Criticise my JS structure: Trump Quote Machine

Criticise my JS structure: Trump Quote Machine


My random quote machine spits out Donald Trump quotes; you can find it here. It uses the ‘what does trump think’ api.

When writing the JS (I didn’t use jQuery) for this I realised that I still don’t really know how to organise and structure my code. I tried to keep functions doing single tasks, but ended up with one which really does multiple tasks… Any useful criticism of the structure of my JS (or anything else) much appreciated! Pointers to straightforward resources on structuring code would be useful.

   'use strict';

// global variable
var url;

// insert random quote on page load

// listens for new quote click and calls getQuote
document.getElementById('get-quote').addEventListener('click', function() {getQuote();});

// makes call to quote api, parses response, calls and passes quotation to showQuote and makeTweetLink
function getQuote() {
	var xhr = new XMLHttpRequest();'GET', '');
	xhr.onload = function() {
		if (xhr.status === 200) {
			var response = JSON.parse(xhr.responseText);
		else {
			showQuote('This is not a quotation, its an error message! Request status: ' + xhr.status)

// insert quotation into html
function showQuote(quote) {
	document.getElementById('quote').innerHTML = quote;

// make tweet link (updates global variable 'url')
function makeTweetLink(quote) {
	url = '' + quote + '   (Donald Trump)';

// open tweet popup when tweet button clicked
document.getElementById('tweet').addEventListener('click', function() {, 'status=1', 'width=500, height=450');

EDIT: I updated my code as I found an error - didn’t want it to mislead anyone. Previously my getQuote() function included:

xhr.onload = function() {
		if (xhr.readyState === xhr.DONE) {
			if (xhr.status === 200) {```

I've removed the middle line:
`if (xhr.readyState === xhr.DONE) {`

I removed it because it is unnecessary. The onload event is only triggered when the readyState property === DONE (or 4, which is the same thing here); see [this stackoverflow answer](
I was using the readyState === DONE because I had previously used the onreadystatechange as my trigger event, and for this event you do need to test the readyState of your request.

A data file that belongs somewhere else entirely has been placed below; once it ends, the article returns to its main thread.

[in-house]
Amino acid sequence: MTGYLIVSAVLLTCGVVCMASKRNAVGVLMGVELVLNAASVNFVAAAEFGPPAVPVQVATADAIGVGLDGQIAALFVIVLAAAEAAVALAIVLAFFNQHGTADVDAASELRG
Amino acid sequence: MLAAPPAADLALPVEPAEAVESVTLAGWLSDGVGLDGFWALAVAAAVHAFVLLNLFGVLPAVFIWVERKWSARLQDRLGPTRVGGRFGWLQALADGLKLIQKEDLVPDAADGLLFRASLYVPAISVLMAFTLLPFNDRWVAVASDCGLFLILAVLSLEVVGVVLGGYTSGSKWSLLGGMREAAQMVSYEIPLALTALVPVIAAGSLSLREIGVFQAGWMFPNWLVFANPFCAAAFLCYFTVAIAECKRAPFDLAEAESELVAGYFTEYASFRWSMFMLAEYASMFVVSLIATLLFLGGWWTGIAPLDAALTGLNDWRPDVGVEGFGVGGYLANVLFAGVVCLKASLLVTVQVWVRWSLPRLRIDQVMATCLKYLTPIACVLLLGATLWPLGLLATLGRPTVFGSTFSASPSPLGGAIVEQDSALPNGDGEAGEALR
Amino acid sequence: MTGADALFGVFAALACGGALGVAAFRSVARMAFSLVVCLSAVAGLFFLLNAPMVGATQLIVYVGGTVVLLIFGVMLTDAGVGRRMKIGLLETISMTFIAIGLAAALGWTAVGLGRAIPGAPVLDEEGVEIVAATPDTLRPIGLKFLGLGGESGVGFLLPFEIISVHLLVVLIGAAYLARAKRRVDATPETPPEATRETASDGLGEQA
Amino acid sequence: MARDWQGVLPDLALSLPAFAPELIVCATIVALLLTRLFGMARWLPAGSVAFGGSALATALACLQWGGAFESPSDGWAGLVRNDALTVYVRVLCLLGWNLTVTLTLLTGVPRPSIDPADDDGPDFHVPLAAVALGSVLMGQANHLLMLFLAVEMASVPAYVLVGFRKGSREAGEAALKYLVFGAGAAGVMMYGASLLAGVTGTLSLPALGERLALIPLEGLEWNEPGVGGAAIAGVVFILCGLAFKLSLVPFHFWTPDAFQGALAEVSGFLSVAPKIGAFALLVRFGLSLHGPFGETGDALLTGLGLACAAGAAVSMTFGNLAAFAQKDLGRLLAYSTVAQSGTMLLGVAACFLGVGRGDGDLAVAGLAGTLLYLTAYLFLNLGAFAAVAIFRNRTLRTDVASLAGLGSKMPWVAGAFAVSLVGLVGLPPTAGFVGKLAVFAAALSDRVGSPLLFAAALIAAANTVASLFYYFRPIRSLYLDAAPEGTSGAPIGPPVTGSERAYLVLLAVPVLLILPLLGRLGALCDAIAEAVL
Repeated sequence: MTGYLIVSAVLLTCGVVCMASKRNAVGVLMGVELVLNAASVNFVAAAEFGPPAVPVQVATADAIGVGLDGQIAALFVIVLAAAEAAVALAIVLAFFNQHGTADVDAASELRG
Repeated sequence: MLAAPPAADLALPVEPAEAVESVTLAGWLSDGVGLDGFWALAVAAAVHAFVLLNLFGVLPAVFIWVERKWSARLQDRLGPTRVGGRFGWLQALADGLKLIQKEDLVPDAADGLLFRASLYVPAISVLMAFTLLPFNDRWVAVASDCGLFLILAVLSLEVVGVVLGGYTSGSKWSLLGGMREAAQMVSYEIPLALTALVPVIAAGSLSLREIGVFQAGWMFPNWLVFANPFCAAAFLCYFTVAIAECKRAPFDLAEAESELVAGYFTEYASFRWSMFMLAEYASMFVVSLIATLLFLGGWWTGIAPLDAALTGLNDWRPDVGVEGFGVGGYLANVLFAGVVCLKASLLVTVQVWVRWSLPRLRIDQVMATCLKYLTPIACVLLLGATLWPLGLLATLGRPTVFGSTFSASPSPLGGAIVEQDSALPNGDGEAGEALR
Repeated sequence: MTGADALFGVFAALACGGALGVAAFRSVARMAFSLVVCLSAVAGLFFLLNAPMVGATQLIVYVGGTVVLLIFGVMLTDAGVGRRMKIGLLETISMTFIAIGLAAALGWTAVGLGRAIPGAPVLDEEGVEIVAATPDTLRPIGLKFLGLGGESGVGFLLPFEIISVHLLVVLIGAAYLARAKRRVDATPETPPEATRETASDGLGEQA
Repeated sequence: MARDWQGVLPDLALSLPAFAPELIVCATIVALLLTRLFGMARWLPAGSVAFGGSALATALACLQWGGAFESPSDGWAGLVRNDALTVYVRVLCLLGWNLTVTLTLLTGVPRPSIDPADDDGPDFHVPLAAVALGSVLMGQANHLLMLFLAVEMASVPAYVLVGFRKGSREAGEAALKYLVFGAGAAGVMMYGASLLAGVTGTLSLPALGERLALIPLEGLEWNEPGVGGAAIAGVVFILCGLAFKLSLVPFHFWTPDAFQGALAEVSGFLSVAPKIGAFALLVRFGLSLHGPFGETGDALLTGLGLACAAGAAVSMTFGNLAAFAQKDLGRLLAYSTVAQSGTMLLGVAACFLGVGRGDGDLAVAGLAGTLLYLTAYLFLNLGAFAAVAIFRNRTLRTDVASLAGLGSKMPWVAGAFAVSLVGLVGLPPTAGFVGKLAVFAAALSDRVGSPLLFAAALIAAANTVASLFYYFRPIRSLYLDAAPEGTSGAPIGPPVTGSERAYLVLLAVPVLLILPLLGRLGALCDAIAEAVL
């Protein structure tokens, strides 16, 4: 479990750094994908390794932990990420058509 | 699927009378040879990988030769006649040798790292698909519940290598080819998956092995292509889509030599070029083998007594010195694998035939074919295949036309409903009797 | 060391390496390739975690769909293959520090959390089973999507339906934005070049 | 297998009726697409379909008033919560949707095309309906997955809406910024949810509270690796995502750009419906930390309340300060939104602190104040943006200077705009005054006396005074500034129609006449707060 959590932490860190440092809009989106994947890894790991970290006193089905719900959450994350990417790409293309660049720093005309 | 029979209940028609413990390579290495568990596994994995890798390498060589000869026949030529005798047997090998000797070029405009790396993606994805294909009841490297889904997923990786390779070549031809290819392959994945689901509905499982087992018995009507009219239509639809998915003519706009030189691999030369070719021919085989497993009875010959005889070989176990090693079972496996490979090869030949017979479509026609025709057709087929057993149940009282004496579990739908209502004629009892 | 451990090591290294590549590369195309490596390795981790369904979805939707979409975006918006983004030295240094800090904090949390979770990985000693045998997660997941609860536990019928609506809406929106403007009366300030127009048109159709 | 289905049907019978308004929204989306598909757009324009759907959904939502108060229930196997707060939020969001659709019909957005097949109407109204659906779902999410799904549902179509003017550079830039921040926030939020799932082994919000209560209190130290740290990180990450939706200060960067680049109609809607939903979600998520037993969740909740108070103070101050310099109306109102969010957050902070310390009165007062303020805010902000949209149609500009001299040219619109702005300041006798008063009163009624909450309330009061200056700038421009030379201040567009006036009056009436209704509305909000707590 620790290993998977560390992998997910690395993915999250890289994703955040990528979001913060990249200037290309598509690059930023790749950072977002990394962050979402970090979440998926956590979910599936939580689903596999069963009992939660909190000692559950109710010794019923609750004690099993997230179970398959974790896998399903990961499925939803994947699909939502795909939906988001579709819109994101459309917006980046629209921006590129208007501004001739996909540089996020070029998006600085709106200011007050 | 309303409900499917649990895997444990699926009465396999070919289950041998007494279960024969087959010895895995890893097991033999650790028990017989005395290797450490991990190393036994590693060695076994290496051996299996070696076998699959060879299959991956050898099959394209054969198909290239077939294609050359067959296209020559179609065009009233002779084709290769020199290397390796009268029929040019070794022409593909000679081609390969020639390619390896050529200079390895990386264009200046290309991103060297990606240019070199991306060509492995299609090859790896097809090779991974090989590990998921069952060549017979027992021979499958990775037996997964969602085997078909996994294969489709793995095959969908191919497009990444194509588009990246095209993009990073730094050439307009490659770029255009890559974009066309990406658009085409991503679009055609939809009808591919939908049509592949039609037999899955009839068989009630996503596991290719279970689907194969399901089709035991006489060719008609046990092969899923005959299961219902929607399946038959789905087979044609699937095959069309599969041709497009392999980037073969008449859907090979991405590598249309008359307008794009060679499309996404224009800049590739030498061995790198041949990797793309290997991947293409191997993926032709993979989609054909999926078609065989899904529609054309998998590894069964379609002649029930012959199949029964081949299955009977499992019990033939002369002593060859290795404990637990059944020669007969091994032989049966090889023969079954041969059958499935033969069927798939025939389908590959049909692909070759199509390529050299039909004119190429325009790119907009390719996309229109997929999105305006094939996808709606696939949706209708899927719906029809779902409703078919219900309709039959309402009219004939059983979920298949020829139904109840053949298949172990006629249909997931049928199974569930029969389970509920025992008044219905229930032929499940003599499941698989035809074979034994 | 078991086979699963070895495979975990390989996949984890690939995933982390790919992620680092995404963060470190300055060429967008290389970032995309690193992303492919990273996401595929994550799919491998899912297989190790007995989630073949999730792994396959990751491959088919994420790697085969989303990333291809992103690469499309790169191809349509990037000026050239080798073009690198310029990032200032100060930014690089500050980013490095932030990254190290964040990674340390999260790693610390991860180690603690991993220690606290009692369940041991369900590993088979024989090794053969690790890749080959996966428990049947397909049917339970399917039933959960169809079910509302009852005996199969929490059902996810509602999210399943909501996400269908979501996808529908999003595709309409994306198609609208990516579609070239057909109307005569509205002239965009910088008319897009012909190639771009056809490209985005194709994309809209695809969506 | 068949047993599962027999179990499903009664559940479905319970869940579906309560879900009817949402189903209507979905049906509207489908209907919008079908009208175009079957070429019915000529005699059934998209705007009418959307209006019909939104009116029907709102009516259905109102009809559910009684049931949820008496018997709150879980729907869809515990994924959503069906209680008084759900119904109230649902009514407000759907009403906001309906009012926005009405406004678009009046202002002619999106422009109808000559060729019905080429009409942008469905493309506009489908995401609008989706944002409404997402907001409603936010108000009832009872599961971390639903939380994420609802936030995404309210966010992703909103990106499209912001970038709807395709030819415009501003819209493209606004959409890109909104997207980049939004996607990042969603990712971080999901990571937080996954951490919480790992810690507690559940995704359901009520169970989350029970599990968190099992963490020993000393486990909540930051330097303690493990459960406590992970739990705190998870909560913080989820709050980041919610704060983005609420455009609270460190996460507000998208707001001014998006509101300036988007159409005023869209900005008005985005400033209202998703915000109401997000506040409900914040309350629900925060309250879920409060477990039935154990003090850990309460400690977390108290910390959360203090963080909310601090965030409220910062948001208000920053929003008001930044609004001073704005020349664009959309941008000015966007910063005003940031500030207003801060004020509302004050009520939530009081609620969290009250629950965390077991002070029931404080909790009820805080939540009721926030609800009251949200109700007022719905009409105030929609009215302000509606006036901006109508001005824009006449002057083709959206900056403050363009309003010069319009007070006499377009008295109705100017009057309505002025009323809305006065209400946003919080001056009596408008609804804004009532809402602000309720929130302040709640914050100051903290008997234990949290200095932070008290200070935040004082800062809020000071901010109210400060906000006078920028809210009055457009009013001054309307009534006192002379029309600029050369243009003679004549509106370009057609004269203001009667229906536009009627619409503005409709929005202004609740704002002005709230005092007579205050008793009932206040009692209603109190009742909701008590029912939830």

@Surogo No critique to offer. Nice idea. Funny and incredible at the same time.


This is the funniest project I’ve seen on here. Thank you for making me laugh.
As a side note, I think you should put the blue box at the center of the webpage. But if you did this to make the Trump background more visible I understand and would advise you put the box top/center-left or top/center-right.


The JavaScript looks fine to me. The idea is entertaining.



AirBnB javascript style guide. Style guides suggest ways to structure html, css, and js files. You can group your event listeners together.
If your target audience is easily offended by cuss words, you may need to add some functionality to cover up f**k in one of the quotes.


@Reggie01 Thanks, I guess a style guide is probably what I was looking for; also good point about the cuss words, hope you weren’t offended :slight_smile:


Thanks for the positive feedback everyone!


I’ve never seen the words “Trump” and “think” used in one sentence before.
I was under the impression that words just spill out from his mouth randomly.


What if you make the blue box match the blue box this color (#006da3 / rgb(0, 109, 163)) and make a little translucent.

Then stretch it out so it’s wider but not as tall and center it or at least move it up so it’s not stuck to the bottom. Currently it sits right above my taskbar. It goes right to the bottom of the screen when the bar hides.


I think your code looks good. The function that does more than one thing has to be that way because the xml request is asynchronous, and you must use the resulting quote inside the fucntion (ie get the tweet, render the quote).

I’d suggest to imporve & expand your JS knowledge, look into using fetch() and look into using promises as an alternative to the xml request & asynch call backs.

Good work.


@the-thief I agree its not great having it stuck right at the bottom; my plan was to make it cover the lectern as I felt it fit well there. The trouble with that is that as the page resizes the box no longer covers the lectern. I’ll have to give this some more thought…
I chose the colours because they should match the US flag (according to Wikipedia) which is in the photo background.


Pretty funny :wink:

I’m still waiting for the random protest machine… :innocent:


A link to the original source under the quote would be great!


Thanks Marc, thats a nice idea. Unfortunately the api does not include sources (although the ultimate source should be apparent!).